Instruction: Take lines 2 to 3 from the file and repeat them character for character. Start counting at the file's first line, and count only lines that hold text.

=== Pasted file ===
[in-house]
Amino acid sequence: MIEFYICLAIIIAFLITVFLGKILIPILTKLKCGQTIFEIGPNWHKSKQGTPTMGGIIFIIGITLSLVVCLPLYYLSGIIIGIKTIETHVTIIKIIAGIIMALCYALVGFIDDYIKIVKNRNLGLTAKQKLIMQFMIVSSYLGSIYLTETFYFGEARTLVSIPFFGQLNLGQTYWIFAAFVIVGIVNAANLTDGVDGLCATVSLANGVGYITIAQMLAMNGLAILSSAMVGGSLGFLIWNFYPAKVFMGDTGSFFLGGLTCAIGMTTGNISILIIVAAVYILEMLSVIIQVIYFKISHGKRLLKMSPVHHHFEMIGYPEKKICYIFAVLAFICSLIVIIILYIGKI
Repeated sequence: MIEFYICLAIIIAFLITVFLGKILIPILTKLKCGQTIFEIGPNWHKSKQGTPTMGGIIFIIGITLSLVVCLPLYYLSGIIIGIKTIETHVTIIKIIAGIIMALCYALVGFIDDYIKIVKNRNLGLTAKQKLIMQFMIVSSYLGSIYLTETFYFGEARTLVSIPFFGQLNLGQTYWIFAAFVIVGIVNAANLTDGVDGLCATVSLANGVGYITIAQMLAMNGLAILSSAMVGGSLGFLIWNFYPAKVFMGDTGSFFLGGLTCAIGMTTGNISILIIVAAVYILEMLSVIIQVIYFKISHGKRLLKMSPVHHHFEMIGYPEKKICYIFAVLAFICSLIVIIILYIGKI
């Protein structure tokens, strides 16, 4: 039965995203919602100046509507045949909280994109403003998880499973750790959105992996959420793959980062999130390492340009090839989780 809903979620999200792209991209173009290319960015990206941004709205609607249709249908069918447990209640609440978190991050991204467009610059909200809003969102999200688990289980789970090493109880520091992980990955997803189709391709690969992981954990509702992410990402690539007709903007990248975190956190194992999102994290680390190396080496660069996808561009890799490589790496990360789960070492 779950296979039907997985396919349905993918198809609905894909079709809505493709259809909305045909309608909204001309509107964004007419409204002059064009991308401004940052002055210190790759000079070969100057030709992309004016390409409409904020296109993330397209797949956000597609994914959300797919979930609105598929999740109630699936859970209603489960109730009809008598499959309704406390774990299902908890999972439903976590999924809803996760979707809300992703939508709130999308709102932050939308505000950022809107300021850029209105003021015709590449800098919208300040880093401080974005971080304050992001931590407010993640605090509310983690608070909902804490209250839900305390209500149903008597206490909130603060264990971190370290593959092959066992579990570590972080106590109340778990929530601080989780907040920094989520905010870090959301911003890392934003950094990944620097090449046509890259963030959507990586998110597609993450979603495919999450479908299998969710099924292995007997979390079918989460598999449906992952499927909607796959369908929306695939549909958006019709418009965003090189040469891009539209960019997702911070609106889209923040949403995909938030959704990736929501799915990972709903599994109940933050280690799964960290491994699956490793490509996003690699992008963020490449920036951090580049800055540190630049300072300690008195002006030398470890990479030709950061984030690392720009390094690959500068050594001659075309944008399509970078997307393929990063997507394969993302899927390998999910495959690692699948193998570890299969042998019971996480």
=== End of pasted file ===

Amino acid sequence: MIEFYICLAIIIAFLITVFLGKILIPILTKLKCGQTIFEIGPNWHKSKQGTPTMGGIIFIIGITLSLVVCLPLYYLSGIIIGIKTIETHVTIIKIIAGIIMALCYALVGFIDDYIKIVKNRNLGLTAKQKLIMQFMIVSSYLGSIYLTETFYFGEARTLVSIPFFGQLNLGQTYWIFAAFVIVGIVNAANLTDGVDGLCATVSLANGVGYITIAQMLAMNGLAILSSAMVGGSLGFLIWNFYPAKVFMGDTGSFFLGGLTCAIGMTTGNISILIIVAAVYILEMLSVIIQVIYFKISHGKRLLKMSPVHHHFEMIGYPEKKICYIFAVLAFICSLIVIIILYIGKI
Repeated sequence: MIEFYICLAIIIAFLITVFLGKILIPILTKLKCGQTIFEIGPNWHKSKQGTPTMGGIIFIIGITLSLVVCLPLYYLSGIIIGIKTIETHVTIIKIIAGIIMALCYALVGFIDDYIKIVKNRNLGLTAKQKLIMQFMIVSSYLGSIYLTETFYFGEARTLVSIPFFGQLNLGQTYWIFAAFVIVGIVNAANLTDGVDGLCATVSLANGVGYITIAQMLAMNGLAILSSAMVGGSLGFLIWNFYPAKVFMGDTGSFFLGGLTCAIGMTTGNISILIIVAAVYILEMLSVIIQVIYFKISHGKRLLKMSPVHHHFEMIGYPEKKICYIFAVLAFICSLIVIIILYIGKI